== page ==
In response to my latest piece in the New York Daily News, a few top leaders have asked me to talk about ‘creativity.’ I think we’ve tried to discuss this in the distant past once or twice. The phrase I think more accurately describes what I try to do is ‘play of mind.’ So, what does THAT entail?
For the recent Daily News piece, an early aspect of the play of mind was my re-reading of Caro’s great book, Power Broker, particularly the remarkable chapter, One Mile. Last year, Matthew Marienthal and I attended a talk by Caro, not long after his short book, Working, was published. So Caro and that single mile and the East Tremont neighborhood in the Bronx were on my mind.
So were the themes of change and what I call our ‘hidden history’ – the many stories of impact by a wide range of groups and institutions, including our own, that never make it as ‘super stories.’ One of those stories was the SBC/Metro IAF effort to imagine, design, and align the forces necessary to create the Mott Haven Campus.
Finally, the current crisis was the intense context for the thoughts, readings, experiences, and intuitions swirling around. So that’s the first phase of my work.
One thing that I think is critical is just to be aware of these hints and notions. Be open to them. Let them move around in your head. Let them come and go. In the lead up to writing, I believe that calming my tendency to judge or focus, to force something out, is critical. Letting ideas, chapters, quotes, experiences, faces, voices, and comments float around a little more freely will seem awkward at first. But that’s where the ‘play’ of ‘play of mind’ begins.
How does the second phase look? There’s a story about the great poet John Milton, who was blind. Each morning he would rise early and begin to play with the next sections of whatever poem he was writing. He’d do that for two hours or so. Then his daughter would wake up. He would say to her, “Hurry, please, I need to be milked.” (Or something like that, although ‘milked’ was the exact term he used.)
The challenge is knowing when to milk yourself, so to speak, when to begin to take the readings, experiences, themes, quotes, and such and begin to nudge them into some sort of written or spoken form.
I don’t worry about how ‘complete’ those are. At some point, I know it’s time to put things down on paper; and I let it flow.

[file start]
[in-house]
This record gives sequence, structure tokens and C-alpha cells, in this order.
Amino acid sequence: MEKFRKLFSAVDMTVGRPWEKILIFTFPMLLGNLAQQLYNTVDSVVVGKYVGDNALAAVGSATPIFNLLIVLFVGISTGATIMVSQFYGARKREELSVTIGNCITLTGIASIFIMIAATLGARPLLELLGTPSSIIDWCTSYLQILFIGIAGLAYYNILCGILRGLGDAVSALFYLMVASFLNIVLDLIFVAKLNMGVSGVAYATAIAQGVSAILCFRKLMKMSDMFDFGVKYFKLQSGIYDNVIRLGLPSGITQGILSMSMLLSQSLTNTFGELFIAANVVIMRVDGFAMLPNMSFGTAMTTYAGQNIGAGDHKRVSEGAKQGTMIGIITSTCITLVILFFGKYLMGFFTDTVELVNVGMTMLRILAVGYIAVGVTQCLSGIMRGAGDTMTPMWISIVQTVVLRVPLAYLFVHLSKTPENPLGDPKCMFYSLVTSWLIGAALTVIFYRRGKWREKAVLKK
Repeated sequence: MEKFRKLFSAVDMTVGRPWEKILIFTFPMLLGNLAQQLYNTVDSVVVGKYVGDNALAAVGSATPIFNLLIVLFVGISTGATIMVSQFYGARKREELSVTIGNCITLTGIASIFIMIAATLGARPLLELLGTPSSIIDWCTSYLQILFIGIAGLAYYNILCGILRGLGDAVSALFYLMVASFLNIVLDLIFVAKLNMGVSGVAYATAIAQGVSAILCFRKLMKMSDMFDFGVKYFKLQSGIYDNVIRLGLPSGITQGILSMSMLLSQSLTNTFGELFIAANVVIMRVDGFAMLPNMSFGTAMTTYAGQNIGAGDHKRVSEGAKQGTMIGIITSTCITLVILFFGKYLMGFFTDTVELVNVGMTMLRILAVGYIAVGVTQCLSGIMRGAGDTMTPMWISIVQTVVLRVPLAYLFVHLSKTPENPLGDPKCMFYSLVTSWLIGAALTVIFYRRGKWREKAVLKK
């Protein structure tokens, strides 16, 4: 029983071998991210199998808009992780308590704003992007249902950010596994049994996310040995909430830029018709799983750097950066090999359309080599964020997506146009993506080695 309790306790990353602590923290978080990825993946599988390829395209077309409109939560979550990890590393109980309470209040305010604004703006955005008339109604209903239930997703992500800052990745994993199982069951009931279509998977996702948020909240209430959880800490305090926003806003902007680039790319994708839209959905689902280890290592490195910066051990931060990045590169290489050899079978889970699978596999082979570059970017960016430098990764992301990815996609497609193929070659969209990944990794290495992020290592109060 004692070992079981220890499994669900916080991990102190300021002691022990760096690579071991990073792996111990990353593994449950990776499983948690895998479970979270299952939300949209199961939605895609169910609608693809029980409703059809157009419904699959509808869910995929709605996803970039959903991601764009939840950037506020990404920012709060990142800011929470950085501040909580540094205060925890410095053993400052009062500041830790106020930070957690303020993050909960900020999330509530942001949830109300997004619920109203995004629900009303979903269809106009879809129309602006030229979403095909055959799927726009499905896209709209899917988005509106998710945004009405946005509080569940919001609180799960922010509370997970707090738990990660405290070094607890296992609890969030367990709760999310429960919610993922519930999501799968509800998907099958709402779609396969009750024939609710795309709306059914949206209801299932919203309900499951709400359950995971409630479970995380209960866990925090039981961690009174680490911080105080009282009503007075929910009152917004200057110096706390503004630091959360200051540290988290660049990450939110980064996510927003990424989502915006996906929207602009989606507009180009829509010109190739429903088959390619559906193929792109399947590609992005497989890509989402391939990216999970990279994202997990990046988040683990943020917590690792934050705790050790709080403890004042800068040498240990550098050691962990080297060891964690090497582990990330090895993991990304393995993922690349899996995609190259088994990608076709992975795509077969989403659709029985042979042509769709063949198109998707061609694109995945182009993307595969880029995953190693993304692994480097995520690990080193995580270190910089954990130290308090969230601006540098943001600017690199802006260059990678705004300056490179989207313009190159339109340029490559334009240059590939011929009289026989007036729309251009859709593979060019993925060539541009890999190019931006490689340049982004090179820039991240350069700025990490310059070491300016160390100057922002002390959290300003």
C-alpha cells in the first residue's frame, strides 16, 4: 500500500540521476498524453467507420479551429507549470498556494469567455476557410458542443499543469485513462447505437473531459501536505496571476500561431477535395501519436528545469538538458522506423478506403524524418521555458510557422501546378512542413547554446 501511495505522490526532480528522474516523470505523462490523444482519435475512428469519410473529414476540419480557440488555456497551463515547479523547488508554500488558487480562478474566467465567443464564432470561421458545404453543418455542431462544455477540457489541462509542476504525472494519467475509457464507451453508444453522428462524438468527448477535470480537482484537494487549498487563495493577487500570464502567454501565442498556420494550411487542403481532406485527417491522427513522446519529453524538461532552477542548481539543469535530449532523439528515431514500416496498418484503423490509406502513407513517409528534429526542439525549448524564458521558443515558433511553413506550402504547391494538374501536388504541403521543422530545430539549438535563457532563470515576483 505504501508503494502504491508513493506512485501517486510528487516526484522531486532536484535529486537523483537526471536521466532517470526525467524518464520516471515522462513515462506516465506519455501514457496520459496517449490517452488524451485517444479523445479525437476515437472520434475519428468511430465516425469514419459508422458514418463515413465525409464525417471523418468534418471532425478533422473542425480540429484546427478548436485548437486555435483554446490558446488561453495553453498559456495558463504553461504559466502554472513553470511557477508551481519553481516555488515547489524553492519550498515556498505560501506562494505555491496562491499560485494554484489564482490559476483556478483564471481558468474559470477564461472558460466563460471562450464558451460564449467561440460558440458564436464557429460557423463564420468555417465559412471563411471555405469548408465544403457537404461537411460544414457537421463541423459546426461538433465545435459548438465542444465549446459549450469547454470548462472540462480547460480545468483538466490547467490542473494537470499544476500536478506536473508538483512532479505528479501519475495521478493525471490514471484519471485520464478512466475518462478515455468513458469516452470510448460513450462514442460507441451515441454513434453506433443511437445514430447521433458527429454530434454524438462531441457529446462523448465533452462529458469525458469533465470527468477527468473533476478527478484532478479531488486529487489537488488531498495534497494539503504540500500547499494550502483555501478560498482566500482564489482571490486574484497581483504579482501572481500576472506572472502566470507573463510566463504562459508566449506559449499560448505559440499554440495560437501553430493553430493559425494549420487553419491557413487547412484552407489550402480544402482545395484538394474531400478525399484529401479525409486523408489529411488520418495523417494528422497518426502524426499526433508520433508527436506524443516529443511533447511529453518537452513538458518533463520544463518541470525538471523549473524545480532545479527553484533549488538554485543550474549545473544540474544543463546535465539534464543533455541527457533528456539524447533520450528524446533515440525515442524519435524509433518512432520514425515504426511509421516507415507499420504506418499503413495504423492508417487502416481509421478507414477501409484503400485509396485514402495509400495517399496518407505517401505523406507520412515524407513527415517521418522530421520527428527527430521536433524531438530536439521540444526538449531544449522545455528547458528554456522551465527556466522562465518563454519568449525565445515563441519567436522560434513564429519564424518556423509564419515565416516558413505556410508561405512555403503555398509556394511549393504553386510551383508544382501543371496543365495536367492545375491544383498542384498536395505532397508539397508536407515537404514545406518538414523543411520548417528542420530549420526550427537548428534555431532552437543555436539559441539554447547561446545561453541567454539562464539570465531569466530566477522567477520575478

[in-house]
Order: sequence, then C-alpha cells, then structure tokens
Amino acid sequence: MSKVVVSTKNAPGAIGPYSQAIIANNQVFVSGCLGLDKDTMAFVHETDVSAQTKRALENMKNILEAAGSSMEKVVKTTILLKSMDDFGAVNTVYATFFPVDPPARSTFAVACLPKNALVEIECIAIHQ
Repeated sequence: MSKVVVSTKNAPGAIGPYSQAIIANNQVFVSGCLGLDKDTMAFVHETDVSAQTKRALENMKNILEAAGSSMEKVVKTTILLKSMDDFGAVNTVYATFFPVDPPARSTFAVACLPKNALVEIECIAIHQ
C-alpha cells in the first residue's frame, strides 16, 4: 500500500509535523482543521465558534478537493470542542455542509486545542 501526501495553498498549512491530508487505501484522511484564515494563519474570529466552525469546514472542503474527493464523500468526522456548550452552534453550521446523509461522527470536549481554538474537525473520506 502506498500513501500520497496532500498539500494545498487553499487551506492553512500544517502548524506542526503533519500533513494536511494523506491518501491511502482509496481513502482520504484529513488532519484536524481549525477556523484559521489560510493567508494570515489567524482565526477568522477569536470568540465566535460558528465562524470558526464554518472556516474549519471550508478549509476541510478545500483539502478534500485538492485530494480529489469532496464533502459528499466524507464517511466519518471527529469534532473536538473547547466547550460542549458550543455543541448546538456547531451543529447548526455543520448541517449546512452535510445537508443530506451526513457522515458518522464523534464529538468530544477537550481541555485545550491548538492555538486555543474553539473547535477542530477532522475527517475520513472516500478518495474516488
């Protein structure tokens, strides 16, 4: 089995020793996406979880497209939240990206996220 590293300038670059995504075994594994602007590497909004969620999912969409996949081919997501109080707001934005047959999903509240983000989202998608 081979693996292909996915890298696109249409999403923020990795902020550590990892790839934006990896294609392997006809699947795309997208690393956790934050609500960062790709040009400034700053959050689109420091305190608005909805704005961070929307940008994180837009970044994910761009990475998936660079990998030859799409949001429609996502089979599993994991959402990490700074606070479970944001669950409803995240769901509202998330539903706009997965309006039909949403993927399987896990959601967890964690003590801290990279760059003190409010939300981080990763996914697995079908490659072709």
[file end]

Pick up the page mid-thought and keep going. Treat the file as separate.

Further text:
The first draft or first several drafts are, as I’ve often said, just like the first batch of pancakes – never as good as the later batches, but an essential first step on the way to the golden-brown pancakes to come.
The third phase begins when, once I have a somewhat reasonable draft (usually after three of four attempts), I run it by people I’ve worked with for many years. These are editors I trust and who know me and my tendencies – Sheila here, sometimes one or more of my kids, sometimes Greg Pierce, sometimes one or more of you, sometimes Josh Greenman at the Daily News (who contributed great suggestions, as usual, including the idea of listing other non-Metro IAF groups toward the end), and at other times Deb Chasman at the Boston Review (who edited Going Public and all of my essays in her magazine).
I don’t send a piece to all of them or all at once. For instance, if I send to Josh, I am, in essence, ‘submitting’ the piece to him and not sending it to other newspapers. If I send to Deb, the same thing, although there is usually a longer time frame to her accepting or rejecting a piece. I almost always get rejected at least once, and, frequently, multiple times, before a piece makes it to publication. Sometimes a piece never sees the light of day. That is all part of the process here. I don’t resent it. I trust my editor-readers. The only thing I would warn against is sharing with too many people and getting too many suggestions. This can be counterproductive. It’s key to pick and choose which readers would be most likely to help on which pieces.
The fourth phase is the polishing part of the piece. I’d estimate that the Daily News piece went through ten or so drafts – adding, then subtracting, then adding again, until it reached the right length (1600 words, a double op ed) and the right tone and flow. This is a nerve-wracking experience, even now, for me, after 55 years of writing for publication. It never gets easy or without tension. I just know that that is part of the deal.
Anyway, I think that this reflects how I get to something I feel is mostly right – playing around for a time, milking at the right moment so that you have a first rough draft, sharing with trusted people and getting the kinds of reactions that help me get a piece into shape, and then refining and sharpening for publication.
My sense is that this dynamic also applies to how we might think about themes and issues and strategies in the public arena.
I’d be happy to discuss this – by ZOOM, email, or old-fashioned phone – with anyone who has questions or better suggestions.